1g. Legal provisions may be laid down, particularly by means of collective agreements, stipulating whether and to what extent the telephone, e-mail, Internet and other telecommunications services may also be used for private purposes. Private use may also be permitted by an employment contract. If private use is permitted, processing of traffic data collected with reference to it shall only be permitted for the preservation of data security, to ensure the proper functioning of telecommunications networks and telecommunications services, and to levy charges, after the employee has been informed. Furthermore, the content of private e-mails shall not be analysed.
1h. Collection and processing of information/data concerning employees or applicants via social networks which are not specifically job application portals shall be prohibited.
1i. Data on employees which are inaccurate, whose accuracy is contested by employees or which have been collected by unauthorised means may not be used.
1j. Employees who have refused unauthorised examinations or requests for information or have given false answers to them, or who have objected to unauthorised collection/use of data on employees may not be disadvantaged.
1k. Without prejudice to rights to information and codetermination pursuant to domestic labour law, the workplace representation and European Works Council shall have the following rights: (a) the right to be consulted on the appointment of the business’s data protection officer (Article 35(7)); (b) the right to be consulted and informed regularly by the business’s data protection officer; (c) the right to representation of employees concerned before a regular national court (Article 73) and the right to bring a class action (Article 75); (d) the right to be consulted on the formulation of binding corporate rules (Article 43).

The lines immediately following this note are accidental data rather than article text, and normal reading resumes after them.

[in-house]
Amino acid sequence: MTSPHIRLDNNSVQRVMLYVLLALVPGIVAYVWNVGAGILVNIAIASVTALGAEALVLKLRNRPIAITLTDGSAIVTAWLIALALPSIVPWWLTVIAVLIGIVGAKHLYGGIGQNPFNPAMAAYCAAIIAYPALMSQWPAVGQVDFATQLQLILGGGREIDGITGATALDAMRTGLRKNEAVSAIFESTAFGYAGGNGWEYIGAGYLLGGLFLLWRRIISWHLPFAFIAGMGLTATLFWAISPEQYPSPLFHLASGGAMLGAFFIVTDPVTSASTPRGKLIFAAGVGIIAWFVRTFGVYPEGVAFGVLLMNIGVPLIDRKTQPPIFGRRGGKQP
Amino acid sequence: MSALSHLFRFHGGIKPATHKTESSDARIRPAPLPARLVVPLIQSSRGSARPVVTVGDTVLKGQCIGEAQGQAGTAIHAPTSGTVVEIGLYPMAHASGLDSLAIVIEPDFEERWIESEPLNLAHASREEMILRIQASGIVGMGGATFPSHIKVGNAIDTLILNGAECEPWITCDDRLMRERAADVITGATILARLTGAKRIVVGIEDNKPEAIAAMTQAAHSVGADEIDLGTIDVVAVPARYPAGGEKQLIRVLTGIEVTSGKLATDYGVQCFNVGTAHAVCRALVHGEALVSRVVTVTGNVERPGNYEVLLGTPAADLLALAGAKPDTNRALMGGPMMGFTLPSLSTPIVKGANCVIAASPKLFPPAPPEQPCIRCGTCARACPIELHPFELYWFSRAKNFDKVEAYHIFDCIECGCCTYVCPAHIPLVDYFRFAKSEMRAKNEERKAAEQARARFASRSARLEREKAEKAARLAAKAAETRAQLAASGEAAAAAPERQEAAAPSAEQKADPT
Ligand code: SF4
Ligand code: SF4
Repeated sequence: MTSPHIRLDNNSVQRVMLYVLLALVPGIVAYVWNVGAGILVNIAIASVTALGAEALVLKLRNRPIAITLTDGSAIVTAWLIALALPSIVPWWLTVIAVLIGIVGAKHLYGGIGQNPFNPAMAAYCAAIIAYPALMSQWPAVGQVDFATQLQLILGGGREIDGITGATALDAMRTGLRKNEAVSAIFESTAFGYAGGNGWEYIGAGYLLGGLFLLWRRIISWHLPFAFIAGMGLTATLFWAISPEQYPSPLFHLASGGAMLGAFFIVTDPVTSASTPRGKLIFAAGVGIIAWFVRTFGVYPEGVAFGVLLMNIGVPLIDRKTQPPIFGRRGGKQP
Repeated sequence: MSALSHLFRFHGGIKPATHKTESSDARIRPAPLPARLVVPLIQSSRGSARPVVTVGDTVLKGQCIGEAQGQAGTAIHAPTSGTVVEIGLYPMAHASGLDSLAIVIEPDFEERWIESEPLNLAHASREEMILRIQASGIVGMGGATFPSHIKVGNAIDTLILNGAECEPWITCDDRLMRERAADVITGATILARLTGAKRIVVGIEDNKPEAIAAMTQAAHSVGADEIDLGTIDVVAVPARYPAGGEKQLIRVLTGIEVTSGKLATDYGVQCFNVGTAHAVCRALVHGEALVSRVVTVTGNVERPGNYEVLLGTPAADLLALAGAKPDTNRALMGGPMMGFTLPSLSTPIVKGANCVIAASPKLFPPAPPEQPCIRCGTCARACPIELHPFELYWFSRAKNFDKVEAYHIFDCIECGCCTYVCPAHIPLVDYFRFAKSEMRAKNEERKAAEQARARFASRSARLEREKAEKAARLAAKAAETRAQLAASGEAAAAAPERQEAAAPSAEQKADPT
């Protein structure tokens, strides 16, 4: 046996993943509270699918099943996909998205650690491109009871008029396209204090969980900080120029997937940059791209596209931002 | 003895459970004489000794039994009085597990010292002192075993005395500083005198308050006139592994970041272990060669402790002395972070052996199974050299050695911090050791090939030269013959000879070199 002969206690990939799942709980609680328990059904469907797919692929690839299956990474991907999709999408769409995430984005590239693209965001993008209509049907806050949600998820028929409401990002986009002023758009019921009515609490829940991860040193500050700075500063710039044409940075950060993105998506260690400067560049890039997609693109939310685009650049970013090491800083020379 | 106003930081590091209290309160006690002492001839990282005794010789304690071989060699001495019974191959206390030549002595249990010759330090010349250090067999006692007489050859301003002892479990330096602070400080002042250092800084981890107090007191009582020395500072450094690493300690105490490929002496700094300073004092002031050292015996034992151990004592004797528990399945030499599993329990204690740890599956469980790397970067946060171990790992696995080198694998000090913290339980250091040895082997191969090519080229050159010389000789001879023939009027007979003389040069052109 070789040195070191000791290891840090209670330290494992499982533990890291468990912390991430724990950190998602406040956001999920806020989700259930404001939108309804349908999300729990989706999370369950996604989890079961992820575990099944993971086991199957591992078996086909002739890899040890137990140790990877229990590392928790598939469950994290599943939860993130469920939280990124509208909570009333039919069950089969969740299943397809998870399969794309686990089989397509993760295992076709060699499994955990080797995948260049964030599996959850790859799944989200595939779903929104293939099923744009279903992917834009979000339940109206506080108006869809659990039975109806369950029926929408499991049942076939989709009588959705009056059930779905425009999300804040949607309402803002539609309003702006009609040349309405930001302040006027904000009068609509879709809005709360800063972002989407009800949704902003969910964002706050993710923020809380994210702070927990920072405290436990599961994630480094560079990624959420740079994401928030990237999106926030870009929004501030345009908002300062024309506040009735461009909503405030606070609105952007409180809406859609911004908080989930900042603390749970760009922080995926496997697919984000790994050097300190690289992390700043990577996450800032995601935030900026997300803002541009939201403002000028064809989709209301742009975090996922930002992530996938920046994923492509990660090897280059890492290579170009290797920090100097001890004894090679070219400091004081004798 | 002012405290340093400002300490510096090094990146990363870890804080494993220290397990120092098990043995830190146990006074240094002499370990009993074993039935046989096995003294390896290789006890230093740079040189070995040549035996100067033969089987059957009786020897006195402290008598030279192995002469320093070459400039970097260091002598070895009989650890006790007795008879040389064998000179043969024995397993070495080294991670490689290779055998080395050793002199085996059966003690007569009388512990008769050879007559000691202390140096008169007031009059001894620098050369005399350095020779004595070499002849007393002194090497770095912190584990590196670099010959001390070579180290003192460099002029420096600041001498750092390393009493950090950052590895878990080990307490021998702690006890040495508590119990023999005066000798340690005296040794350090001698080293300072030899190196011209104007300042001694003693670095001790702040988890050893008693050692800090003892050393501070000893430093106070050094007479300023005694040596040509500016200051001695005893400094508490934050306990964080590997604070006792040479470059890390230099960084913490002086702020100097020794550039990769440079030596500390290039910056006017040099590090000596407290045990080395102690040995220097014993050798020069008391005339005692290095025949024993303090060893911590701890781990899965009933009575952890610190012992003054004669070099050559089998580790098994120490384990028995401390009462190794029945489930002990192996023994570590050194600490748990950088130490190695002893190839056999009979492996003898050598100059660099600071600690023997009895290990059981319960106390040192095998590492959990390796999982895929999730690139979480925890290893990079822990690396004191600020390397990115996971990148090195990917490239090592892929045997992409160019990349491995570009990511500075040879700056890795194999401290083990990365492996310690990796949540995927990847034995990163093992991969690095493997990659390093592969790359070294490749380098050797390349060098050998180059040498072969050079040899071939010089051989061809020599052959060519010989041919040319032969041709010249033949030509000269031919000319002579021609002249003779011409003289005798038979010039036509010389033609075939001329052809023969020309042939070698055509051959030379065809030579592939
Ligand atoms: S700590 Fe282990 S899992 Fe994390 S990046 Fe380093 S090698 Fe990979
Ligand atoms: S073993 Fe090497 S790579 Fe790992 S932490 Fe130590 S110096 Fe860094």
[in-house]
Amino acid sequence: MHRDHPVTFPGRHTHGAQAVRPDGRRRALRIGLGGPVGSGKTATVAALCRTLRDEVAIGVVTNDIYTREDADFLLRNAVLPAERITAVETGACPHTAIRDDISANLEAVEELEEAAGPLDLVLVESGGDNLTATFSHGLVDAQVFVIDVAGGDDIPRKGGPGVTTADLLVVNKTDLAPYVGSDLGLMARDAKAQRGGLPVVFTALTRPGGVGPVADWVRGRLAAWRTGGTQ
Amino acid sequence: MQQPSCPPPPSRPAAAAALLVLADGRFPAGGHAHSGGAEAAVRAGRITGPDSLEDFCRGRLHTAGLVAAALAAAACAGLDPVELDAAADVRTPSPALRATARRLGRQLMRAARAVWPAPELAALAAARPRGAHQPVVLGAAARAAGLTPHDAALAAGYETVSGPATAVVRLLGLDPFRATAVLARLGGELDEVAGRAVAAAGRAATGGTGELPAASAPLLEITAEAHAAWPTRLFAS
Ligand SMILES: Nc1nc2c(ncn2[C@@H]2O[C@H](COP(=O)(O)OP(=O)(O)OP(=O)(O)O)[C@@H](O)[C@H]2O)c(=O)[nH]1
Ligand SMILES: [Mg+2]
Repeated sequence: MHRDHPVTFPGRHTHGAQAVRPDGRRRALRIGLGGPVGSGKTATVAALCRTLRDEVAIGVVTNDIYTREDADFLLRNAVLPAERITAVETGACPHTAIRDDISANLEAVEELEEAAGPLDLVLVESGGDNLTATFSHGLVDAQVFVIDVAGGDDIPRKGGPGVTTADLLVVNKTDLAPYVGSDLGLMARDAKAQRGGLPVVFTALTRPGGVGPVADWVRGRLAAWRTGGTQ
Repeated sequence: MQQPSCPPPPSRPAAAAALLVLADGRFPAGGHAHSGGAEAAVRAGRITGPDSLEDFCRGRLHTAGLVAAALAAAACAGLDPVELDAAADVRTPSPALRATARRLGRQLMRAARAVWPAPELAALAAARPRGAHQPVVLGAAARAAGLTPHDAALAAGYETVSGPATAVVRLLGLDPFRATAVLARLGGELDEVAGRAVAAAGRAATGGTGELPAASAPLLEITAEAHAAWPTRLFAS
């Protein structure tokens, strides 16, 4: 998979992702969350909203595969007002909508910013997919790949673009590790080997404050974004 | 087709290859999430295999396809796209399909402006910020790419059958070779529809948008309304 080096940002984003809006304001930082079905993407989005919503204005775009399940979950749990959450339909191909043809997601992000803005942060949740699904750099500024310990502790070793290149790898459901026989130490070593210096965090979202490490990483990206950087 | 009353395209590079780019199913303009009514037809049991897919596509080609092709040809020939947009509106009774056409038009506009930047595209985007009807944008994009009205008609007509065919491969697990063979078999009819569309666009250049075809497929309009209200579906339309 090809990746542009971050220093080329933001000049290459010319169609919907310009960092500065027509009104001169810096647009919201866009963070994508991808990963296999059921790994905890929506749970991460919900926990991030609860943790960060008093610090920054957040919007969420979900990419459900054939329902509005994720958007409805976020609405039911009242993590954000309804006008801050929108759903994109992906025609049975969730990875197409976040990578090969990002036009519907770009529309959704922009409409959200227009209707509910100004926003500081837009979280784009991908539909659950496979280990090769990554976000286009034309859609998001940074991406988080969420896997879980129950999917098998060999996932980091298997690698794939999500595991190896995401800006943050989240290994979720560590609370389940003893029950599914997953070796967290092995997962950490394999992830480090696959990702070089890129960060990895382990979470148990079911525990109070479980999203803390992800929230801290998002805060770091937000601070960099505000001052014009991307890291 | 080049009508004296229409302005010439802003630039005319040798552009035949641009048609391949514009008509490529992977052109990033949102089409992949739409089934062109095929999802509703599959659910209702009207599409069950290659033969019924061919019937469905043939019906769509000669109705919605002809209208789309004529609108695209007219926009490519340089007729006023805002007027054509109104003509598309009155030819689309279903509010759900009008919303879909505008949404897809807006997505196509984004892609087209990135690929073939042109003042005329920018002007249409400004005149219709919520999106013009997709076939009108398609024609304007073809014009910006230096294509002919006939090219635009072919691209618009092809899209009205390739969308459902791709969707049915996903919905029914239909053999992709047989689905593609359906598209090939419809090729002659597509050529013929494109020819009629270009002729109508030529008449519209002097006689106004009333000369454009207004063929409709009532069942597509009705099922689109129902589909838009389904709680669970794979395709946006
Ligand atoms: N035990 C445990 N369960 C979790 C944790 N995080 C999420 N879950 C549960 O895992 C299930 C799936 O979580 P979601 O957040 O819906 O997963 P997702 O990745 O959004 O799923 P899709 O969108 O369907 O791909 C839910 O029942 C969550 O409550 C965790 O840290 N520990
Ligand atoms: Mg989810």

Article 85 Existing data protection rules of churches and religious associations 1. Where in a Member State, churches and religious associations or communities apply, at the time of entry into force of this Regulation, comprehensive rules relating to the protection of individuals with regard to the processing of personal data, such rules may continue to apply, provided that they are brought in line with the provisions of this Regulation. 2. Churches and religious associations which apply comprehensive rules in accordance with paragraph 1 shall provide for the establishment of an independent supervisory authority in accordance with Chapter VI of this Regulation.